1. A boiler comprising a casing, means in said casing forming a fire chamber, a fuel hopper enclosed by said casing and having an outlet above said fire chamber through which fuel is fed from the hopper to said fire chamber, said hopper having a rear wall sloping upwardly and backwardly from said outlet, said rear wall forming the front wall of an upwardly directed tapering flue passage, a partition within said casing forming the rear wall of said flue passage and the front wall of a downwardly directed flue passage, the top of said partition lying below the top of said casing, said casing having a rear wall forming the rear wall of said downwardly directed flue passage, means forming an outlet flue to which the flue gases pass after passing upwardly through said tapering passage and said downwardly directed passage, wall means forming a water chamber within the tapering flue passage and defining with the front and rear walls thereof through passages each of which is in communication with the upper end of said downwardly directed flue passage, said through passages having substantially equal areas for directing the flue gases in substantially equal amounts to said downwardly directed flue passage, means forming passages for directing primary air for combustion through the fire chamber and secondary air for combustion above the fire chamber, a fan for supplying both primary and secondary air, and an adjustable valve in said passage forming means in the path of the secondary air from said fan to said fire chamber and controlling the ratio of primary to secondary air.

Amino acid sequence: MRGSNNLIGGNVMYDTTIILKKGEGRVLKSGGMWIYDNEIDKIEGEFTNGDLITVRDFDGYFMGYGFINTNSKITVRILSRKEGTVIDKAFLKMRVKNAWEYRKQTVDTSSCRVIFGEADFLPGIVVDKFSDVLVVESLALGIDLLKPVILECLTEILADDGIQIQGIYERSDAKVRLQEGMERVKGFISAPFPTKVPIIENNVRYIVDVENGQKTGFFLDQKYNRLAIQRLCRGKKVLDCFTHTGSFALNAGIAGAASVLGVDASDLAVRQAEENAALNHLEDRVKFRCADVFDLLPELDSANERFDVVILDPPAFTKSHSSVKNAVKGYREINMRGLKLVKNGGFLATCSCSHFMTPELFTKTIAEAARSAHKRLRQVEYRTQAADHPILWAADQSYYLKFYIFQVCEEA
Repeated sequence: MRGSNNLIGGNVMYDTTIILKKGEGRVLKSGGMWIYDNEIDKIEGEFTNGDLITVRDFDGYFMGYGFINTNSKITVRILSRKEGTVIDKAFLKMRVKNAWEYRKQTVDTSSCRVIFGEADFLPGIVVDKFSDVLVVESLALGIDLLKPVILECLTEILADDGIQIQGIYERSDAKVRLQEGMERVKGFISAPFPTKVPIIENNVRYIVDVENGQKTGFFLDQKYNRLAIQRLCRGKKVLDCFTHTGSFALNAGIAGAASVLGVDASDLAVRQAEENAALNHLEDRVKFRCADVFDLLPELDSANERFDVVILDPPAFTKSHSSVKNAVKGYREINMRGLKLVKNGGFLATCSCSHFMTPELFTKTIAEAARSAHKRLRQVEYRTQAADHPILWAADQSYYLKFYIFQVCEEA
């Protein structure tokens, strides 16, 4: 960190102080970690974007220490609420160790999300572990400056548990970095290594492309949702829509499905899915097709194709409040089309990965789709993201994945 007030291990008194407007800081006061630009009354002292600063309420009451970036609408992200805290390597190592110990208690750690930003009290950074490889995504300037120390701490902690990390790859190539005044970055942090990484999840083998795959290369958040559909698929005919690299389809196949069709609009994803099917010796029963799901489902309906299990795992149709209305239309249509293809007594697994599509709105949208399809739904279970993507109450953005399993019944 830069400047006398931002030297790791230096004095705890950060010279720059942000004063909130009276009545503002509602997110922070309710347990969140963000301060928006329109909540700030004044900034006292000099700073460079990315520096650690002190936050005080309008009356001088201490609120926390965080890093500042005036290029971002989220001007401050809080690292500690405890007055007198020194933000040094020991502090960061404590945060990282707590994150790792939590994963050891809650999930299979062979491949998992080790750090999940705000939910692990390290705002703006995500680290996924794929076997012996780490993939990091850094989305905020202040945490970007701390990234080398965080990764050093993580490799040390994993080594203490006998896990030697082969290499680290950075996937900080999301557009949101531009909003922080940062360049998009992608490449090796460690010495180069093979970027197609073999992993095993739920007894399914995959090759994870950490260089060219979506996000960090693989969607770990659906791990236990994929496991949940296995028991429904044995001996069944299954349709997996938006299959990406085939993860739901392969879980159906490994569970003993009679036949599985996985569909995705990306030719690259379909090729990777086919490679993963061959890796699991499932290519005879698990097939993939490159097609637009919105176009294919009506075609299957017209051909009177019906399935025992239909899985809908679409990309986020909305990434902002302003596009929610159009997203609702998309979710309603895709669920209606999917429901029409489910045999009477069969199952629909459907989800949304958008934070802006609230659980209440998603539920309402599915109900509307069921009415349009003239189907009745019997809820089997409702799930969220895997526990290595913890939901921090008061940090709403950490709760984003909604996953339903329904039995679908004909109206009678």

2. A boiler comprising a casing, means in said casing forming a fire chamber, a fuel hopper enclosed by said casing and having an outlet above said fire chamber through which fuel is fed from the hopper to said fire chamber, said hopper having a rear wall sloping upwardly and backwardly from said outlet, said rear Wall forming the front wall of an upwardly directed tapering fluea rear wall forming the rear wall of said downwardly;
directed flue passage, means forming an outlet flue to which the flue gases pass after passing upwardly through said tapering passage and said downwardly directed passage, wall means forming a water chamber within the tapering flue passage and defining with the front and rear walls thereof through passages each of which is in communication with the upper end of said downwardly directed flue passage, said through passages havingsubstantially equal areas for directing the flue gases in substantially equal amounts to said downwardly directed flue passage, said hopper rear wall, casing rear wall and partition all comprising double wall structures forming water spaces along said flue passages, means in said casing and adjacent each side thereof forming water jackets in communication with said water spaces and water chamber, means in said casing between said fire chamber and the bottom of said hopper forming a water chamber in communication with said water jackets, and baflile means in said water jackets directing water therefrom to said water spaces and water chambers.
5 3. A boiler according to claim 2, comprisng bafile means in said water chamber and spaces intermediate their height to circulate water therein, said jacket baffle means being disposed to direct water into the lower ends of said water spaces and chamber.
References Cited in the file of this patent UNITED STATES PATENTS 420,636 Switzer Feb. 4, 1890 6 Harpporte Dec. 3, 1907 Satchwell Dec. 19, 1950 Smith Apr. 1, 1952 FOREIGN PATENTS Denmark Oct. 1, 1928 Great Britain Oct. 27, 1939 Great Britain Mar. 14, 1940